These results are in line with previous findings that visual attention not only preferentially responds to the signals of threat-related and negative stimuli (Öhman and Mineka, 2001; Leutgeb et al., 2015), but also shows a bias toward stimuli with strong positive evolutionary implications (Maner et al., 2007a; Nummenmaa et al., 2011). As we created a lower definition version for each original colored photograph and found that the aesthetic preference and attentional bias for landscape architecture were present only in the original photograph condition but not in the lower definition version condition, the effect of color preference in capturing attention could be ruled out. More importantly, this argument is strengthened by the fact we balanced the visual saliency, which could not only increases the probability of recollection (Pedale and Santangelo, 2015; for a review see Santangelo, 2015), especially in the context-congruent information (Santangelo et al., 2015), but also attract gaze and attention, and further modulates the activation of visual-related regions, and dorsal and ventral attention systems during scene viewing according to previous studies (for a review see Itti and Koch, 2001; Nardo et al., 2011, 2014).

One possible explanation for our findings is that humans possess an innate preference for landscapes with water and green plants, which contain strong evolutionary implications (Dutton, 2003, 2009). As the main components of landscape architecture, water and green plants are necessary for human survival, the presence of landscape architecture may signal the potential benefits of living and reproduction, which may generate a greater sense of safety and facilitate aesthetic appraisal of landscape architecture according to the framework of evolutionary aesthetics (Killin, 2013; Seghers, 2015).

Again, the present study attempted to investigate two main components of attentional bias—faster orienting and delayed disengagement of attention—by adopting the spatial cueing paradigm. Evidence of faster orienting of attention was found for landscape architecture cues at both early and later stages of attentional processes. However, delayed disengagement of attention for landscape architecture cues was found only at later stages of attentional processes. The faster orienting of attention may serve as a reminder of the present stimulus which is relevant to one’s needs, and the delayed disengagement of attention is likely to act as an index for further information processing. Therefore, these findings were consistent with the Component Process Model (CPM), which proposed the early attentional process is responsible to detect whether the visual stimuli are relevant to the individual, and modulate subsequent attentional resources toward these stimuli (Sander et al., 2005). Taken together, it can be inferred that evolution may shape the attention for effective detection in visual environments, which makes individuals are more sensitive and responsive to landscape architecture cues.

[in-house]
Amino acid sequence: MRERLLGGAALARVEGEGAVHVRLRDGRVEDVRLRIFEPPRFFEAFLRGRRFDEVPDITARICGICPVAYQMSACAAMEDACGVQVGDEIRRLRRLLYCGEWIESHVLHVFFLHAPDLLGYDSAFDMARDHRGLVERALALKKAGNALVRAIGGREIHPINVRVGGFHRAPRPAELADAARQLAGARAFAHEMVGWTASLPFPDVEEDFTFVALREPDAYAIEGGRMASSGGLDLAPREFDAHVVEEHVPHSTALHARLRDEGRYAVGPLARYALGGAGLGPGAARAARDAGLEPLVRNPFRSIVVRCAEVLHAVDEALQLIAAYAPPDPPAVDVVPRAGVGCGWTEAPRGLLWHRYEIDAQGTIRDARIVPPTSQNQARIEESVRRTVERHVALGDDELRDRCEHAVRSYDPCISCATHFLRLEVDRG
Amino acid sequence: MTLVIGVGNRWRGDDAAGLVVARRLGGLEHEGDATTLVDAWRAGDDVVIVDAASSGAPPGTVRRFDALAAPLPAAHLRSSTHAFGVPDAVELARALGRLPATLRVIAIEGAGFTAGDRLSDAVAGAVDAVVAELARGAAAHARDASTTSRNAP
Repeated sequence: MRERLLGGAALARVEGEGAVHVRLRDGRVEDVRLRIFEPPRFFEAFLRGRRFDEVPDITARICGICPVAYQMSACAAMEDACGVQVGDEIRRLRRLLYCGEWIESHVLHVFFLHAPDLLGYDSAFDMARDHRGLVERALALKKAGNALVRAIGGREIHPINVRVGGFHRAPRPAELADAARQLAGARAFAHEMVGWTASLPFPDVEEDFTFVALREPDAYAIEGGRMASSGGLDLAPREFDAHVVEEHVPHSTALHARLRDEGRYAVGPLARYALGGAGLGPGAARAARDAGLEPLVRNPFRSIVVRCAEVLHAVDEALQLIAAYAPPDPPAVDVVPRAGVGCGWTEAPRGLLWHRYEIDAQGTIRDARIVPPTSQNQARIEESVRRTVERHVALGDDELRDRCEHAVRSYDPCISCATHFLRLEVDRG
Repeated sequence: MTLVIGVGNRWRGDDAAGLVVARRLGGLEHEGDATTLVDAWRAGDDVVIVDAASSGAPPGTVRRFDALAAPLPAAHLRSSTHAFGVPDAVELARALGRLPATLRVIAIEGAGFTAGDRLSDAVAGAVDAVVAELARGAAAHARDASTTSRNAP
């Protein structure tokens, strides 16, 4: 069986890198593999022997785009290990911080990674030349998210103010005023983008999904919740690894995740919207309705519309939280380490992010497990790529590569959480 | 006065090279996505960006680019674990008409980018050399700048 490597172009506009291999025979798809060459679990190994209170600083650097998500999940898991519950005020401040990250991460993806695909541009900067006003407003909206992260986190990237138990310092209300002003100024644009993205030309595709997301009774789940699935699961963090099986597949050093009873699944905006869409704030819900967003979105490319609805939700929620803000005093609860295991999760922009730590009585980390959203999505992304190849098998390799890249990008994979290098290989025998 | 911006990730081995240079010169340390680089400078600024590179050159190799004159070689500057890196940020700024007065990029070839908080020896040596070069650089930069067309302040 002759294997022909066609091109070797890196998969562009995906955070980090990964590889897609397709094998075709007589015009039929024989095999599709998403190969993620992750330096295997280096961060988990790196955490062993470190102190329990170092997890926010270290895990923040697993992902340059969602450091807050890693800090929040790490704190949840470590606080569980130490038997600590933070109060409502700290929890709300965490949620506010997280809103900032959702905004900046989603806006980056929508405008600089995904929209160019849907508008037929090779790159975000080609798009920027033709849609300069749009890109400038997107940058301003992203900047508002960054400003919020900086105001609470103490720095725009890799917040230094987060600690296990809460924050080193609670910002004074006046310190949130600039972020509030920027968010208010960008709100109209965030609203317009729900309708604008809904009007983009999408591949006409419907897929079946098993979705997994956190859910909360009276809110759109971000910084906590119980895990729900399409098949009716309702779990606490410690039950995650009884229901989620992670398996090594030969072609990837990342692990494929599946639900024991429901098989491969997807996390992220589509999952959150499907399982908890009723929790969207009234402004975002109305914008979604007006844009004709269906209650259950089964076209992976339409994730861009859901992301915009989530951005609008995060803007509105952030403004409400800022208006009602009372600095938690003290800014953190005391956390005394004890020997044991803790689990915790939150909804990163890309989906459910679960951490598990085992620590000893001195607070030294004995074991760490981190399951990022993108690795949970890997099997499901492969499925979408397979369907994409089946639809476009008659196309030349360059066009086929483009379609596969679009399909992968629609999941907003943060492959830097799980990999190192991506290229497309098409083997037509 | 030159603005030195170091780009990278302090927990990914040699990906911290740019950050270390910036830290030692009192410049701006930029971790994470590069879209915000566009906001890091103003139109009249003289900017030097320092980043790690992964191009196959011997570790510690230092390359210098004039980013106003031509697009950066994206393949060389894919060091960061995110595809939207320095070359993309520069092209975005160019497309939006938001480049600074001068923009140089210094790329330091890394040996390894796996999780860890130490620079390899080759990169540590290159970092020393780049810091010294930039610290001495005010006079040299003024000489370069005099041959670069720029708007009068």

In addition, Posner et al. (1985) first reported the ‘inhibition of return’ effect (IOR effect), revealing that responses were slower to the target at the cued location than at the uncued location when the SOA was longer than 300 ms. Researchers have argued that this IOR effect might serve as an adaptive mechanism to prevent reorienting to previously attended locations (Posner et al., 1985). However, our present study did not find the IOR effect in the 500-ms SOA condition. We assumed that the absence of the IOR effect may be attributed to the delayed disengagement of attention for landscape architecture cues. Previous studies have found that the more beautiful a stimulus, the more attention and the longer gaze it attracts (Lindell and Lindell, 2014; Leder et al., 2016). Therefore, we inferred that our beautiful landscape architecture photographs which composed of a series of natural elements with significant evolutionary implications could capture longer visual attention at the cued location, made it hard to drift back to the central fixation cross, and thus substantially reduce the IOR effect (Fox et al., 2002).